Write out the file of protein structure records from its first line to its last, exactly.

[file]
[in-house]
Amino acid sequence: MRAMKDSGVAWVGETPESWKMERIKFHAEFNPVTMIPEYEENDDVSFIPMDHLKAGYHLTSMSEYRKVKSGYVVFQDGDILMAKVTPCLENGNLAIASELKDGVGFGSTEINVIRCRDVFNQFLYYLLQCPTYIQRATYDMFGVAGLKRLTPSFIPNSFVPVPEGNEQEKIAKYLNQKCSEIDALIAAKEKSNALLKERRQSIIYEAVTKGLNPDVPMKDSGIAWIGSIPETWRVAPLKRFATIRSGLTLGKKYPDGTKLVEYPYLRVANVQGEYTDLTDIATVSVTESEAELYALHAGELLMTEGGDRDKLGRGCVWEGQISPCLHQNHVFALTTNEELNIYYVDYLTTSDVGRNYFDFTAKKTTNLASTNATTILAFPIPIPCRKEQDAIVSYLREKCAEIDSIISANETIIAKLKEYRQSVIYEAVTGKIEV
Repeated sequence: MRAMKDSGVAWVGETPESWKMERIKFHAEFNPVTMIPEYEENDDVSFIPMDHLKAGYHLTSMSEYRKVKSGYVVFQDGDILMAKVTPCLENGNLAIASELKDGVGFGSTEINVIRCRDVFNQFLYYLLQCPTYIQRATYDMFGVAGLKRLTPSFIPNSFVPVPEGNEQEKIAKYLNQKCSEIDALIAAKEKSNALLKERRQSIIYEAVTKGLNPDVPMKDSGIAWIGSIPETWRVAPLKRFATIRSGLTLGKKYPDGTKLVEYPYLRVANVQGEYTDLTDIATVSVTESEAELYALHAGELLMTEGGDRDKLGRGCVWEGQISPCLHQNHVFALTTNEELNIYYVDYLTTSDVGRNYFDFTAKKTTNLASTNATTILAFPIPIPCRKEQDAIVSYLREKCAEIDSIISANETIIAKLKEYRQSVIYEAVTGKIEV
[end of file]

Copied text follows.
[in-house]
Amino acid sequence: MRAMKDSGVAWVGETPESWKMERIKFHAEFNPVTMIPEYEENDDVSFIPMDHLKAGYHLTSMSEYRKVKSGYVVFQDGDILMAKVTPCLENGNLAIASELKDGVGFGSTEINVIRCRDVFNQFLYYLLQCPTYIQRATYDMFGVAGLKRLTPSFIPNSFVPVPEGNEQEKIAKYLNQKCSEIDALIAAKEKSNALLKERRQSIIYEAVTKGLNPDVPMKDSGIAWIGSIPETWRVAPLKRFATIRSGLTLGKKYPDGTKLVEYPYLRVANVQGEYTDLTDIATVSVTESEAELYALHAGELLMTEGGDRDKLGRGCVWEGQISPCLHQNHVFALTTNEELNIYYVDYLTTSDVGRNYFDFTAKKTTNLASTNATTILAFPIPIPCRKEQDAIVSYLREKCAEIDSIISANETIIAKLKEYRQSVIYEAVTGKIEV
Repeated sequence: MRAMKDSGVAWVGETPESWKMERIKFHAEFNPVTMIPEYEENDDVSFIPMDHLKAGYHLTSMSEYRKVKSGYVVFQDGDILMAKVTPCLENGNLAIASELKDGVGFGSTEINVIRCRDVFNQFLYYLLQCPTYIQRATYDMFGVAGLKRLTPSFIPNSFVPVPEGNEQEKIAKYLNQKCSEIDALIAAKEKSNALLKERRQSIIYEAVTKGLNPDVPMKDSGIAWIGSIPETWRVAPLKRFATIRSGLTLGKKYPDGTKLVEYPYLRVANVQGEYTDLTDIATVSVTESEAELYALHAGELLMTEGGDRDKLGRGCVWEGQISPCLHQNHVFALTTNEELNIYYVDYLTTSDVGRNYFDFTAKKTTNLASTNATTILAFPIPIPCRKEQDAIVSYLREKCAEIDSIISANETIIAKLKEYRQSVIYEAVTGKIEV